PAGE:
Storm is one of Strindberg’s late chamber plays. Only four plays in his canon are so designated, each of which was designed to be staged at the Intimate Theater, which Strindberg and an associate founded. However, even a cursory examination of Strindberg’s work reveals that he was experimenting with theatrical intimacy from the beginning. The methods, style, and feel of the relatively early Miss Julie are remarkably similar to those of Storm.
It is generally assumed, however, that Strindberg began as a naturalist of sorts and progressed toward both expressionism—Ett drömspel (pb. 1902, pr. 1907; A Dream Play, 1912) and Spöksonaten (pb. 1907, pr. 1908; The Ghost Sonata, 1916)—and mythic-historical drama—the three Till Damaskus plays (pb. 1898, 1904; To Damascus, 1913) and Gustav Adolf (pb. 1900, pr. 1903; English translation, 1957). The work can also be divided into four distinct chronological periods that reflect varied life circumstances of the playwright.
The first period (pre-1891) includes apprenticeship pieces reflecting the influence of Henrik Ibsen and William Shakespeare. Their subject matter is largely restricted to historical concerns and the conflicts of youthful artists. From 1886 to 1892 Strindberg’s work matured considerably. He experimented with naturalism, as well as with comedies and pilgrimage plays. The third phase (1898-1903) was largely influenced by personal events in Strindberg’s life. Divorce, poverty, and bouts of madness prompted his interest in atonement and salvation; he wrote chronicle and historical plays. The final phase of Strindberg’s work is astonishingly varied and experimental. It includes expressionistic work and the four chamber plays, including Storm. Once again the thematic emphasis is on atonement and refuge from life’s miseries.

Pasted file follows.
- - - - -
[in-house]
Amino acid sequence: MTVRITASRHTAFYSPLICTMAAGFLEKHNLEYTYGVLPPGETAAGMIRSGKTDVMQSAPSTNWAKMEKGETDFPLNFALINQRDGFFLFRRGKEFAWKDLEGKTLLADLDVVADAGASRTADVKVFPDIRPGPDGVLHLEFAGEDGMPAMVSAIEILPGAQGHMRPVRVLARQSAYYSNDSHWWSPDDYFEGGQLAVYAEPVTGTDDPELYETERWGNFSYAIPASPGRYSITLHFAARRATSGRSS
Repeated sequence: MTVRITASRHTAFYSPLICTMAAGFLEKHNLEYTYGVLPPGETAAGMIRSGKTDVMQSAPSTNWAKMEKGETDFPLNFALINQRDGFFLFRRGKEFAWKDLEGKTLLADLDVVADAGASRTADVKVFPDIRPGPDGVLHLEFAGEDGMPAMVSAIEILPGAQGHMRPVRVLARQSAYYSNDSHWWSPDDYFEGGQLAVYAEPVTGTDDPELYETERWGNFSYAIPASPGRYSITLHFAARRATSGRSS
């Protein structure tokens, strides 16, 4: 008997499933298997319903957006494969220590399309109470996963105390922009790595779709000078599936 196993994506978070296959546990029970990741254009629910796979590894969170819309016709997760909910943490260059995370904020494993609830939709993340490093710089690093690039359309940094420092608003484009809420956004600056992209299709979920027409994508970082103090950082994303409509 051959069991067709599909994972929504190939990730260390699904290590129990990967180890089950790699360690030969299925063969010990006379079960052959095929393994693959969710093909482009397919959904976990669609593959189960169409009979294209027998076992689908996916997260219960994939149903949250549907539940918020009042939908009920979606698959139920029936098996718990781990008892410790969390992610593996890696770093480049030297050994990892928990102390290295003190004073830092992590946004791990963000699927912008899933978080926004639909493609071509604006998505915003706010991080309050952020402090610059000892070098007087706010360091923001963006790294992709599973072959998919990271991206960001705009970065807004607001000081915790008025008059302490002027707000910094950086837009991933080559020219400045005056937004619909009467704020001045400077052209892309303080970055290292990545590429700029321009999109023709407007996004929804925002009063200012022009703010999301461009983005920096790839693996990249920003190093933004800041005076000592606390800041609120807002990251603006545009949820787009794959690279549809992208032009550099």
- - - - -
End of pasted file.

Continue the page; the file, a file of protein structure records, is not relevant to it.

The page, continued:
Given the breadth and variety of Strindberg’s achievement, and the fact that he was able to produce work of radically different modes and forms at virtually the same time, it is probably most productive to categorize his work by dramatic genre. Considered to be the most important of these genres are the naturalistic plays in contemporary settings, the period plays related to Swedish history, the pilgrimage plays, and the expressionistic plays. Storm is a late naturalist play in a contemporary setting, with the added distinction of being one of the four experimental chamber plays.